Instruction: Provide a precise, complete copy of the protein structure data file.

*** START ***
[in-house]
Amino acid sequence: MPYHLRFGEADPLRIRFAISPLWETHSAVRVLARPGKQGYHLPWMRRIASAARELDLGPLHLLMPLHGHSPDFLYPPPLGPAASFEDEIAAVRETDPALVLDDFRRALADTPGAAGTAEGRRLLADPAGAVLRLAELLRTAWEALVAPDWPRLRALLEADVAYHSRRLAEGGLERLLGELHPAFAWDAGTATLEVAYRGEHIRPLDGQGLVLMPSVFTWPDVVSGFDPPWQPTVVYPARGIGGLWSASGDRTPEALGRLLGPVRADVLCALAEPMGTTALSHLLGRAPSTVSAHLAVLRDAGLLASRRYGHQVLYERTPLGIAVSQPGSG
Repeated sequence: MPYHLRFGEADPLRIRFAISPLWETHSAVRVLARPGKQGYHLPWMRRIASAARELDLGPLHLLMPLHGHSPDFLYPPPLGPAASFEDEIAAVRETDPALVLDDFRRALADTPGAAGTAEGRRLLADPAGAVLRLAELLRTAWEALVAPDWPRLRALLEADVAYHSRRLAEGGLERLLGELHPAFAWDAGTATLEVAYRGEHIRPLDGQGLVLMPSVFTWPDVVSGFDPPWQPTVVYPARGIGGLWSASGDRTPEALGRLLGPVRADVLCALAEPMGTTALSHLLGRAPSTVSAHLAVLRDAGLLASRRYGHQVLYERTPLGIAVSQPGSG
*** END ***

[in-house]
Amino acid sequence: MPYHLRFGEADPLRIRFAISPLWETHSAVRVLARPGKQGYHLPWMRRIASAARELDLGPLHLLMPLHGHSPDFLYPPPLGPAASFEDEIAAVRETDPALVLDDFRRALADTPGAAGTAEGRRLLADPAGAVLRLAELLRTAWEALVAPDWPRLRALLEADVAYHSRRLAEGGLERLLGELHPAFAWDAGTATLEVAYRGEHIRPLDGQGLVLMPSVFTWPDVVSGFDPPWQPTVVYPARGIGGLWSASGDRTPEALGRLLGPVRADVLCALAEPMGTTALSHLLGRAPSTVSAHLAVLRDAGLLASRRYGHQVLYERTPLGIAVSQPGSG
Repeated sequence: MPYHLRFGEADPLRIRFAISPLWETHSAVRVLARPGKQGYHLPWMRRIASAARELDLGPLHLLMPLHGHSPDFLYPPPLGPAASFEDEIAAVRETDPALVLDDFRRALADTPGAAGTAEGRRLLADPAGAVLRLAELLRTAWEALVAPDWPRLRALLEADVAYHSRRLAEGGLERLLGELHPAFAWDAGTATLEVAYRGEHIRPLDGQGLVLMPSVFTWPDVVSGFDPPWQPTVVYPARGIGGLWSASGDRTPEALGRLLGPVRADVLCALAEPMGTTALSHLLGRAPSTVSAHLAVLRDAGLLASRRYGHQVLYERTPLGIAVSQPGSG